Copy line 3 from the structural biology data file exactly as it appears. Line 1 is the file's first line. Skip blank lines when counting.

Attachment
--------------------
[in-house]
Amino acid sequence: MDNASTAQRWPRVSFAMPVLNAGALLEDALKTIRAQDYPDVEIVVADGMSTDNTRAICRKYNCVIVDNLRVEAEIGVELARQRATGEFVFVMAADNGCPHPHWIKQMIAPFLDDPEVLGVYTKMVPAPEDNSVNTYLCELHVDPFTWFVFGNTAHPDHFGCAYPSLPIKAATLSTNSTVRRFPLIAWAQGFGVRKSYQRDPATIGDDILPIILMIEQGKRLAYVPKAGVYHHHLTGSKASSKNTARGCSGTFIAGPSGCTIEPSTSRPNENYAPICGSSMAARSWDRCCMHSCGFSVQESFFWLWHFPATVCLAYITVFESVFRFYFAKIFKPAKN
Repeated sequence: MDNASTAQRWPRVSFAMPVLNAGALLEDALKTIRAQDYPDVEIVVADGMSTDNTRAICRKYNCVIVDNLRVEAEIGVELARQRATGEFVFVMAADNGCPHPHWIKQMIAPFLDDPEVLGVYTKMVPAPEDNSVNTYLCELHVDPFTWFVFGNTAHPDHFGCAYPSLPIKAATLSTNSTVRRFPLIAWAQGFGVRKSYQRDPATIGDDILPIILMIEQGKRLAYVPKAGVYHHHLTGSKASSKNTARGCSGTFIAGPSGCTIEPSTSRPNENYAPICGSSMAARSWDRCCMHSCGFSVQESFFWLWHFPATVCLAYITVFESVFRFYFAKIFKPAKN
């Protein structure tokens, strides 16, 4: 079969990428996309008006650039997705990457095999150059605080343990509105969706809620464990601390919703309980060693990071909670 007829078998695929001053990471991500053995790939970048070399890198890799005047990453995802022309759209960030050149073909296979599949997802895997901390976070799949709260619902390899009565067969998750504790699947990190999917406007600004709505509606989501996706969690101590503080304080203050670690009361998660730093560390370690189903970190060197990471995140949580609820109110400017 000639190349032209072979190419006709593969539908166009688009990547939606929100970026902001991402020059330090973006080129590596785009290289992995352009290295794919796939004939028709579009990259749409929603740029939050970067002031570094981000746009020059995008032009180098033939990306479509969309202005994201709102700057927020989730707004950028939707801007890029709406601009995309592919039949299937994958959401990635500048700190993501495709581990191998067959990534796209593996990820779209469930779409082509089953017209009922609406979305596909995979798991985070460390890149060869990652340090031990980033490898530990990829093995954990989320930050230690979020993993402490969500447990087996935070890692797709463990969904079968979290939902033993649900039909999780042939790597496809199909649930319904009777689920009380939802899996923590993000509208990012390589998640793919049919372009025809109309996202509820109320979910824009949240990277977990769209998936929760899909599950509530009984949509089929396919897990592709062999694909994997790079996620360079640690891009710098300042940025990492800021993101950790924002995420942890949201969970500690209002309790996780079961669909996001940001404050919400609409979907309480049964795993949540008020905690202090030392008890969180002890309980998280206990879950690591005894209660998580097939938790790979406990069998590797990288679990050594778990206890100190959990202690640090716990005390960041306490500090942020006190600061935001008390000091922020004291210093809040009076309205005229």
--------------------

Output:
Repeated sequence: MDNASTAQRWPRVSFAMPVLNAGALLEDALKTIRAQDYPDVEIVVADGMSTDNTRAICRKYNCVIVDNLRVEAEIGVELARQRATGEFVFVMAADNGCPHPHWIKQMIAPFLDDPEVLGVYTKMVPAPEDNSVNTYLCELHVDPFTWFVFGNTAHPDHFGCAYPSLPIKAATLSTNSTVRRFPLIAWAQGFGVRKSYQRDPATIGDDILPIILMIEQGKRLAYVPKAGVYHHHLTGSKASSKNTARGCSGTFIAGPSGCTIEPSTSRPNENYAPICGSSMAARSWDRCCMHSCGFSVQESFFWLWHFPATVCLAYITVFESVFRFYFAKIFKPAKN